Edward de Grazia, Anti-Censorship Attorney, Dead at 86

POTOMAC, MD—Edward de Grazia, a tireless fighter for free speech and author of several books about censorship and the law, has died at his home in Potomac at the age of 86, reportedly due to complications of Alzheimer's disease.

De Grazia was the only author to score two slots on AVN's "The Reading List: 30 books every adult industry supporter should know—and read," published in our February issue, but even those only scratched the surface of the good work this staunch civil libertarian did.

De Grazia was a great believer in education, and taught for 30 years at the Benjamin N. Cardozo School of Law, named after the former Supreme Court justice who along with Justices Louis Brandeis and Harlan Fiske Stone were considered "The Three Musketeers" of liberalism on the high court in the mid-1930s. Following their lead, de Grazia described his work as defending "morally defiant artists" against "reactionary politicians and judges."

De Grazia had several run-ins with then-Postmaster General Arthur Summerfield, who attempted to prevent the mailing of such books as Voltaire's Candide, Mark Twain's Tom Sawyer, and even Greek philosopher Aristophanes' play Lysistrata, claiming that those and many other works were "obscene" under the 1873 Comstock Act.

Later in his career, he spent many months getting such now-recognized classics as Henry Miller's Tropic of Cancer and William S. Burroughs' Naked Lunch freed from judicial orders banning the titles, and in the Tropic of Cancer case, arguing for its artistic worth (and the worthiness of its publisher, Grove Press) all the way up to the U.S. Supreme Court. De Grazia later represented Grove when it attempted to distribute the erotic Swedish film I Am Curious (Yellow) in the U.S., again representing the film and its distributor in the Supreme Court.

But surely one of de Grazia's most important achievements was the publication, in 1991, of his wide-ranging history of censorship, Girls Lean Back Everywhere: The Law of Obscenity and the Assault on Genius. The book takes its title from the testimony of Jane Heap, who with her partner/lover Margaret Anderson, were put on trial for having published excerpts from James Joyce's Ulysses in their literary magazine The Little Review.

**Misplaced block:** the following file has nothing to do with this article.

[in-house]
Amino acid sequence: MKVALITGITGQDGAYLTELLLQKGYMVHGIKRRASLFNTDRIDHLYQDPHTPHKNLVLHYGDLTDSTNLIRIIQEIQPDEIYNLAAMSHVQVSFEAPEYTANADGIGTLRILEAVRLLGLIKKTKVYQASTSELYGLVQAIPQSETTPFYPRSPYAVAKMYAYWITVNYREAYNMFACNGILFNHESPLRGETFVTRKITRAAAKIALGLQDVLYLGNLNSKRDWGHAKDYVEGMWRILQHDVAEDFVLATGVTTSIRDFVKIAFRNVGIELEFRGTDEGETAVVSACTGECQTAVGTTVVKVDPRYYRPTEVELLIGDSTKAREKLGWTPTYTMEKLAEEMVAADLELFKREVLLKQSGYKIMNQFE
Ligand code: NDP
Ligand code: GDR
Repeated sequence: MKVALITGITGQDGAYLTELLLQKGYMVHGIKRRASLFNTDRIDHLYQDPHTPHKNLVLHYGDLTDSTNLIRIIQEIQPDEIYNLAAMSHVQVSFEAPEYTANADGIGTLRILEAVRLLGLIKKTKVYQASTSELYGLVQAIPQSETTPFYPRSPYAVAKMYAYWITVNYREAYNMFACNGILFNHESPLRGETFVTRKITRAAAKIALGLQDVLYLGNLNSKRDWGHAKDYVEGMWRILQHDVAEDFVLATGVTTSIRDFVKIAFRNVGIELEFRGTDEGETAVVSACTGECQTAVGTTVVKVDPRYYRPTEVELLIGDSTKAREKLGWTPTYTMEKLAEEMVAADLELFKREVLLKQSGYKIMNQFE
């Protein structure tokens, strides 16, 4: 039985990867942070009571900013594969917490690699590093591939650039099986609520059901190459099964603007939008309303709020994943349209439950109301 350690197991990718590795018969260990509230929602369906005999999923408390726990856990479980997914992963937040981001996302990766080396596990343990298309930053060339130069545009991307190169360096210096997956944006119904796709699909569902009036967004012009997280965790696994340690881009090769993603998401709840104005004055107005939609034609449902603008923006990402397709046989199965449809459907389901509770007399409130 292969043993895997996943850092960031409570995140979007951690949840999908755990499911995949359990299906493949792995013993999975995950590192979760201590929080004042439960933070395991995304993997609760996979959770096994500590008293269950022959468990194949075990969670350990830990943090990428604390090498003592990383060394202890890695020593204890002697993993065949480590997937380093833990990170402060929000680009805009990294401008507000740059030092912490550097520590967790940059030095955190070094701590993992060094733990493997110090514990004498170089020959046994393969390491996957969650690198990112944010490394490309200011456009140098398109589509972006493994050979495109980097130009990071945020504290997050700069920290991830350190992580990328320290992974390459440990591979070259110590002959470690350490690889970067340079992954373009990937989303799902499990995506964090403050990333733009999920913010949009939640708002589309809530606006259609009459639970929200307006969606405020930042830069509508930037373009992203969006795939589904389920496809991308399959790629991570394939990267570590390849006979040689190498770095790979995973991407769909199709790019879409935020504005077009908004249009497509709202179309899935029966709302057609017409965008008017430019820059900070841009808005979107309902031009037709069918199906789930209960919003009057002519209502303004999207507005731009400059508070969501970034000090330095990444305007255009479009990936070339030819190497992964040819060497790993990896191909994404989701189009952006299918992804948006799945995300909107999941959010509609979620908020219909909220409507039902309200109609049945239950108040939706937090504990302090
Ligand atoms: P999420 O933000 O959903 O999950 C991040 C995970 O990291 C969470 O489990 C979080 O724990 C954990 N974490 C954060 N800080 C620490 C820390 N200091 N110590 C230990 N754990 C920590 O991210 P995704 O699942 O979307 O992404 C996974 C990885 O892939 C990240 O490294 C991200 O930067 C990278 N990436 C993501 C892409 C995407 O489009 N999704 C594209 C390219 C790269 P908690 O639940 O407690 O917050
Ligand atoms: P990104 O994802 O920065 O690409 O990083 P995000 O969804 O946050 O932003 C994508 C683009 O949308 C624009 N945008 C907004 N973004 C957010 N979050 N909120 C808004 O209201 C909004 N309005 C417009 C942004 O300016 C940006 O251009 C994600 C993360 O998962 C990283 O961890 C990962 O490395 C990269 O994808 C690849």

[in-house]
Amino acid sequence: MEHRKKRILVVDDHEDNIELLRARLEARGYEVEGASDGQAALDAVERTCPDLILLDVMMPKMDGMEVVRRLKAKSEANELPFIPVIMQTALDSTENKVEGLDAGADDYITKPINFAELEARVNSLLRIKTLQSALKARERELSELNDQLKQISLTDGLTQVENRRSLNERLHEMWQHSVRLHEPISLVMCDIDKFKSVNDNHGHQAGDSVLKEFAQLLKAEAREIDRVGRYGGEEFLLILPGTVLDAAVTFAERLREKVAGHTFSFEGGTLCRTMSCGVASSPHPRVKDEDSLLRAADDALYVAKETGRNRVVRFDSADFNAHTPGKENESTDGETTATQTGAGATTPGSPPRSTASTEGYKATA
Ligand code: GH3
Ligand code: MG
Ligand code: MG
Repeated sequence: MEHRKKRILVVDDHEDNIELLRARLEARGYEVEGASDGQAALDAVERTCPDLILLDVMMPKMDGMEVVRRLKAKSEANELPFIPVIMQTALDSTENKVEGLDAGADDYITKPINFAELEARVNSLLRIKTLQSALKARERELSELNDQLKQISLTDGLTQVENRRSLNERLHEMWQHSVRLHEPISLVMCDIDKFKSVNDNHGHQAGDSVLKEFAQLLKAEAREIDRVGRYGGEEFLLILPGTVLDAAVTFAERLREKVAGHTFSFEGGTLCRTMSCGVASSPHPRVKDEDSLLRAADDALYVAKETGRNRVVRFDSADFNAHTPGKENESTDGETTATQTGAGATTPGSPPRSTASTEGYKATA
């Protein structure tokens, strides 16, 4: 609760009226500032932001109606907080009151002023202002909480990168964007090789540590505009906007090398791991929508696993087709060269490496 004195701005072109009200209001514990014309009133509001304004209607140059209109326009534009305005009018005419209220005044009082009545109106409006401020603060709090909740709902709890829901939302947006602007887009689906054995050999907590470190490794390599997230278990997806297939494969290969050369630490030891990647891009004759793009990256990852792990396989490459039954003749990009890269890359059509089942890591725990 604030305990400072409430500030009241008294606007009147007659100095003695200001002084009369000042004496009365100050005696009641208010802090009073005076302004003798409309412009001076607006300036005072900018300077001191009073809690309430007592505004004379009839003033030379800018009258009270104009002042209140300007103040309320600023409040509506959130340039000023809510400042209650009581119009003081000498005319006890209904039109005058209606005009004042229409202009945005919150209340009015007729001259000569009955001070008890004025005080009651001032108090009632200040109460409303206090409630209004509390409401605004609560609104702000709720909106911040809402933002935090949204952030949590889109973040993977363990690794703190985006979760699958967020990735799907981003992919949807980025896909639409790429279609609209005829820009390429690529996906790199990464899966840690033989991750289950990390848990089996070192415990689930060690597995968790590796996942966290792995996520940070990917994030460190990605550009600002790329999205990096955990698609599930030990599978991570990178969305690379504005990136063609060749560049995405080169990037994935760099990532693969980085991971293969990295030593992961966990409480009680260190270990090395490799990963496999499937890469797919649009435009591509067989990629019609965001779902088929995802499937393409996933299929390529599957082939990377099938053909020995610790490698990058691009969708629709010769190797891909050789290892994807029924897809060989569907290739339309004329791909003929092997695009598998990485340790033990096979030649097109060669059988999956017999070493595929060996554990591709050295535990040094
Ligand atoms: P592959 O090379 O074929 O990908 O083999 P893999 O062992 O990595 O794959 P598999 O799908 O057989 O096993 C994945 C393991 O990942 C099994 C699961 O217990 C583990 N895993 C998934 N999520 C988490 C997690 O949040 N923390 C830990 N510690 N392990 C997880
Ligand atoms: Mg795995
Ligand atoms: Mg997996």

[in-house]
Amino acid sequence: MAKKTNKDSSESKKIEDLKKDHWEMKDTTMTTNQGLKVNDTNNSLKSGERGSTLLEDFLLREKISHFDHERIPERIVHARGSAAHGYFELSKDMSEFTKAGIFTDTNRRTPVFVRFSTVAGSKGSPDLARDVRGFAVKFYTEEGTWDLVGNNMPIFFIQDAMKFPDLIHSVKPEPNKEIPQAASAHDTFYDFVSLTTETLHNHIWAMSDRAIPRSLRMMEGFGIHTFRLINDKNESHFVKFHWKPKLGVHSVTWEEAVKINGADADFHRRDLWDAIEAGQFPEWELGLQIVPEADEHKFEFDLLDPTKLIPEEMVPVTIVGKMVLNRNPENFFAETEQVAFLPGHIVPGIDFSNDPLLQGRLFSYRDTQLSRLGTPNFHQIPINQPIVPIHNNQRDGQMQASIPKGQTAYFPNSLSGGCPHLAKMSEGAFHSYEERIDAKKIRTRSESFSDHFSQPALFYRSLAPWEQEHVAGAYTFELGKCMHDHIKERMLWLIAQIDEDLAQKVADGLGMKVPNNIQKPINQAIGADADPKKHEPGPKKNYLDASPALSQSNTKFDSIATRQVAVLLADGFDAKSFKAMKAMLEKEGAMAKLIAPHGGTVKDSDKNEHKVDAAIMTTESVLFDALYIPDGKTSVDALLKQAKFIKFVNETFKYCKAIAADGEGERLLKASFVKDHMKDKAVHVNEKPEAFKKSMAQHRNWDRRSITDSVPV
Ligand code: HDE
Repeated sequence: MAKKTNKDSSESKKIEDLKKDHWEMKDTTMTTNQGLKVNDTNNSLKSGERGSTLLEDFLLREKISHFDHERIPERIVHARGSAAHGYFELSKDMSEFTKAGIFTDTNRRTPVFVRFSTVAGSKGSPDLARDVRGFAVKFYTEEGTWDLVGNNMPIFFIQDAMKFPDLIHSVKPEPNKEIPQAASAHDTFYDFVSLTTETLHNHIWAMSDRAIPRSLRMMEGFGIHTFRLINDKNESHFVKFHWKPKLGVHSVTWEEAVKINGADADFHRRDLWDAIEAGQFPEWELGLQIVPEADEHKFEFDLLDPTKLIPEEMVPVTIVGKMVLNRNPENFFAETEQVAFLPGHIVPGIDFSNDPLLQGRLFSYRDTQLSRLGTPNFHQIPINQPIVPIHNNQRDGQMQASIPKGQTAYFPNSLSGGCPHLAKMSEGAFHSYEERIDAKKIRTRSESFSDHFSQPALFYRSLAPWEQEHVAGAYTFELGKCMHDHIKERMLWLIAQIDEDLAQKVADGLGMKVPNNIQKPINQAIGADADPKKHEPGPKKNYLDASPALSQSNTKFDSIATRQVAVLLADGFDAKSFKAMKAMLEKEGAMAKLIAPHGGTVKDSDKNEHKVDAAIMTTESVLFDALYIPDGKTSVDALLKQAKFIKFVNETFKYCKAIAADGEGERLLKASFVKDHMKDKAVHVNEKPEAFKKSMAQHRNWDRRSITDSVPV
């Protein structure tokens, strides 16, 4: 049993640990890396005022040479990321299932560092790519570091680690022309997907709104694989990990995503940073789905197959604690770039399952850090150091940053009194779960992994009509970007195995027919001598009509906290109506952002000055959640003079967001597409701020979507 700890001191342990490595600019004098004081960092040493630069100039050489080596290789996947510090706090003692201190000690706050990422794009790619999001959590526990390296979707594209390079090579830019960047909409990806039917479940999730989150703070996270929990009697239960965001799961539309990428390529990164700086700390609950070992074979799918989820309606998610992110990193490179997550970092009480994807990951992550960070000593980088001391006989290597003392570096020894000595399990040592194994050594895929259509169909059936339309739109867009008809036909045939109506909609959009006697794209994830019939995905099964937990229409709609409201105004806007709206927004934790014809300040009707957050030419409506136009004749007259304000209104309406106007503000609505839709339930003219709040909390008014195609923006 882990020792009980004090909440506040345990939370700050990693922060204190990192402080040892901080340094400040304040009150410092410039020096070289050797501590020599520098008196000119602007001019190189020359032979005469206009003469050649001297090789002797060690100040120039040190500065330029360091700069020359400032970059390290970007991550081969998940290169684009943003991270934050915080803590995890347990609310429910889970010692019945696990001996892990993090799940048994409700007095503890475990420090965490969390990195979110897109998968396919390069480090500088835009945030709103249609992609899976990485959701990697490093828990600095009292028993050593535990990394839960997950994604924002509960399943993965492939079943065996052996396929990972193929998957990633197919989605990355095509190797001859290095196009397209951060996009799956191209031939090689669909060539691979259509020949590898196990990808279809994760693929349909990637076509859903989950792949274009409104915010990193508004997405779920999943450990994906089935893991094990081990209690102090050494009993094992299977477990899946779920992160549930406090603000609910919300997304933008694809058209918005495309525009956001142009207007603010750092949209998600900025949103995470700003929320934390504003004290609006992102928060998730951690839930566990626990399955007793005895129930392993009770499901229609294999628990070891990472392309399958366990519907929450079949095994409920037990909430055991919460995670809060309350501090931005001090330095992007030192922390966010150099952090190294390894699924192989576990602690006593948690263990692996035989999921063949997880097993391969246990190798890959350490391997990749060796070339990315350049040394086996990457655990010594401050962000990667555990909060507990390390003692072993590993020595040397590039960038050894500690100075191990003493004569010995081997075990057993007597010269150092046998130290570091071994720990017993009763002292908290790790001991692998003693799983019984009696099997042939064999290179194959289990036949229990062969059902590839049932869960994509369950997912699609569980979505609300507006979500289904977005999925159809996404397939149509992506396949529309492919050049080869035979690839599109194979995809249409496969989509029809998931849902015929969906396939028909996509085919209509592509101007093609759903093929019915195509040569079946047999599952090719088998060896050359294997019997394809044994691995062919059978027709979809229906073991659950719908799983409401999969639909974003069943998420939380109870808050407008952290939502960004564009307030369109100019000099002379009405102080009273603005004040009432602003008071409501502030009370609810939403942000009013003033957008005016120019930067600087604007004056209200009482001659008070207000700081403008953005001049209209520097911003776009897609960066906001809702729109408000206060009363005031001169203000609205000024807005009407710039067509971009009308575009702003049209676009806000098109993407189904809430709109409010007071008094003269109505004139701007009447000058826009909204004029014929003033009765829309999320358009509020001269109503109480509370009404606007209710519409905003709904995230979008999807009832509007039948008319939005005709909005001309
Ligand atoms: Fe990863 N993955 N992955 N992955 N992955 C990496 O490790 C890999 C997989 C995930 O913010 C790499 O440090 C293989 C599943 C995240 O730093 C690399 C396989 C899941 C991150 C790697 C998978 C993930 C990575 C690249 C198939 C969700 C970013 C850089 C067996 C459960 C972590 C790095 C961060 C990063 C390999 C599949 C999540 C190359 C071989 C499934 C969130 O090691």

Prosecutors had attempted to prove that one section of Ulysses, where the protagonist Leopold Bloom observes some young women lying back on the grass, exposing their undies and bare skin while watching fireworks overhead, was obscene. When questioned about the passage, Heap replied, "Mr. Joyce was not teaching early Egyptian perversions nor inventing new ones. Girls lean back everywhere, showing lace and silk stockings; wear low-cut sleeveless blouses, breathles bathing suits; men think thoughts and have emotions about these things everywhere—seldom as delicately and imaginatively as Mr. Bloom—and no one is corrupted."

Sadly, the pair were convicted—and fined $100 and forced to cease serializing Joyce's novel, which is now considered a modern masterpiece—a widely-held opinion that de Grazia explores in depth in his book, which after the Little Review case proceeds to cover censorship prosecutions and defenses all the way up to Karen Finley's erotic stage performances in the late 1980s, describing and analyzing each in a way that showed that de Grazia clearly loved his subject matter.

Almost as important—and possibly moreso for legal scholars—was his publication in 1969 if Censorship Landmarks, which reprints legal decisions in censorship cases beginning in 1663 with Le Roi ("The King") v. Sidley, an early French profanity case, through 1968's United States v. A Motion Picture Film Entitled "I Am Curious—Yellow," and covering approximately 200 cases in-between.

De Grazia is one of the unsung heroes of freedom of sexual speech, and deserves his place in the adult entertainment hall of fame.

An obituary of de Grazia printed in The New York Times can be found here.